We seldom hear about advances in healthcare technology that are not data-centric. New types and uses for sensors, transmission tech, analytical algorithms, and reporting software are all potential points of information security vulnerability. We’ve noted that the ECRI Institute considers cybersecurity the greatest threat to health tech. A Harris Poll conducted for the University of Phoenix found that patients are the weakest link in healthcare data security.
A recent global study found that people have become more guarded than in earlier years about their personal information, including their current location. Most consumers, however, make exceptions for protective applications. Unisys began issuing annual reports on consumer concerns about all forms of security in 2007. The 2018 Unisys Security Index found that in general consumers are more anxious about identity theft and bank card fraud than they are about epidemics, terrorism, and natural disasters.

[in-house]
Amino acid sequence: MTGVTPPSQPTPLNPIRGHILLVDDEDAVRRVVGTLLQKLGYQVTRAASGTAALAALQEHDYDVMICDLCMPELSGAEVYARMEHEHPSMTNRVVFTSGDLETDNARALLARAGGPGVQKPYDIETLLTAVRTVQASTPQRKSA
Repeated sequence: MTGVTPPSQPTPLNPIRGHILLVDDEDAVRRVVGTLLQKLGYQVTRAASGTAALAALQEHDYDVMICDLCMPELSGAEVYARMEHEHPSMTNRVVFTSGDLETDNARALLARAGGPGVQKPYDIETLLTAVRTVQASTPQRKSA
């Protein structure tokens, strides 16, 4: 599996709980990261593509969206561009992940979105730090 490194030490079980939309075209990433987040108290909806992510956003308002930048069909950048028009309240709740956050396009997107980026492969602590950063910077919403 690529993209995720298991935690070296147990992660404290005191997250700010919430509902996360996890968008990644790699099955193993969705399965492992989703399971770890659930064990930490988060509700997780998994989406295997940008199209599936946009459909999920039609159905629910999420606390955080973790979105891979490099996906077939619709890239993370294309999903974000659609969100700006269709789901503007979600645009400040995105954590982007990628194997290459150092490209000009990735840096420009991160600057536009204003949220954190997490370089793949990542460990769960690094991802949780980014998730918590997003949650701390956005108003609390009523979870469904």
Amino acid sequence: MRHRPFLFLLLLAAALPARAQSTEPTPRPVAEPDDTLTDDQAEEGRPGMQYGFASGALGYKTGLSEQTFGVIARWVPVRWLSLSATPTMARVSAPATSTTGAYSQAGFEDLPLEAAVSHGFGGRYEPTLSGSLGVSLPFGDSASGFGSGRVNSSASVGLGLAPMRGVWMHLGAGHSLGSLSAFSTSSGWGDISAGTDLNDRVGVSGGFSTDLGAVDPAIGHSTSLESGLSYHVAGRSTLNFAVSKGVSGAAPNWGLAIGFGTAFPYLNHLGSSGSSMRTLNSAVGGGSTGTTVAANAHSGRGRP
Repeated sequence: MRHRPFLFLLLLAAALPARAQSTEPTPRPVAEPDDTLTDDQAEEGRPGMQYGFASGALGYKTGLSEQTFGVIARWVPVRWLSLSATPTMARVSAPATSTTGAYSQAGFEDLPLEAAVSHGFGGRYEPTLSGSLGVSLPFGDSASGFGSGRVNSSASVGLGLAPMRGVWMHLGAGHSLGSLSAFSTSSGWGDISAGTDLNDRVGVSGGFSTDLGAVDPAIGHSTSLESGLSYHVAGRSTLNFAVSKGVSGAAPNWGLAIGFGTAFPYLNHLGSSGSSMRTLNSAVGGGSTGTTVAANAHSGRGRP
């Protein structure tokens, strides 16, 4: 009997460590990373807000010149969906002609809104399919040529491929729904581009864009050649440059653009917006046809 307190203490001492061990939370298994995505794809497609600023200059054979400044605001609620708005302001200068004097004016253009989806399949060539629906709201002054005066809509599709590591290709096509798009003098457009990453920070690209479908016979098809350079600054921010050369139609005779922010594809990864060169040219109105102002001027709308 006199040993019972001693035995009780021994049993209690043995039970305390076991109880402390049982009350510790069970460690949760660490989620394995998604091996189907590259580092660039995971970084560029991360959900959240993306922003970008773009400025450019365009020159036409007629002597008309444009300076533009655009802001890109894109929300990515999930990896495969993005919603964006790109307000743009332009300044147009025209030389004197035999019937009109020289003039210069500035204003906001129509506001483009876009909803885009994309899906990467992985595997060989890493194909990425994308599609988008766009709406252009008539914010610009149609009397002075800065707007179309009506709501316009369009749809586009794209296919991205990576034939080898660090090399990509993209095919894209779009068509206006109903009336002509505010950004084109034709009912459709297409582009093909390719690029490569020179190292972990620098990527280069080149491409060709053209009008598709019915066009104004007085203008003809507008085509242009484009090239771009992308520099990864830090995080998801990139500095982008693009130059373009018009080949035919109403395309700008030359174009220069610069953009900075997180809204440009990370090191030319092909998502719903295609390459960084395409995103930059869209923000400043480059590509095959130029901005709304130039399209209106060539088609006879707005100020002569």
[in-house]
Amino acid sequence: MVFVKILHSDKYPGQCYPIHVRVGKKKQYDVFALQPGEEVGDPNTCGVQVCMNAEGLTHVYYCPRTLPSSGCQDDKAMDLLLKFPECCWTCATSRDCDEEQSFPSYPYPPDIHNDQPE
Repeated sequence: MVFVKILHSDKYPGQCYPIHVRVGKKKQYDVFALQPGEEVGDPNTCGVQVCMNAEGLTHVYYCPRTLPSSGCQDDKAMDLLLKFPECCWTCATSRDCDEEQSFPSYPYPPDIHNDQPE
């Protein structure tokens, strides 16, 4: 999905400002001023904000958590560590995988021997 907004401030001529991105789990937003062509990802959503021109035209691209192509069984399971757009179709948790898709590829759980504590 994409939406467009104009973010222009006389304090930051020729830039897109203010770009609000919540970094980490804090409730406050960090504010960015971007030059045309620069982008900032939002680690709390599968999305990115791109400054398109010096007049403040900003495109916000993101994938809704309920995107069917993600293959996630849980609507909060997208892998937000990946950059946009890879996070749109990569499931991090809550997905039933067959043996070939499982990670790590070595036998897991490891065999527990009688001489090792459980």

Respondents in the global study did not support apps that acted on personal information independently. Police tracking user location from fitness trackers without consent, health insurance companies monitoring exercise, or banks making automatic payments received relatively little consumer love. However, a great majority of consumers (79%) supported medical devices that send significant health change alerts to doctors. People also supported protective apps such as one-touch buttons that send personal location information to police and emergency responders (86%) and luggage sensors that send owner alerts when unloaded (75%).
The bottom line here appears to be that consumers are getting more savvy about the risks involved in sharing their data indiscriminately. The good news for the health tech industry, however, is that consumers see the benefits of sharing data with healthcare professionals, presumably with the hope that it will lead to faster diagnoses and more effective treatment of disease. Manufacturers will do well to guard that trust and deliver on the benefits without putting patient data at risk.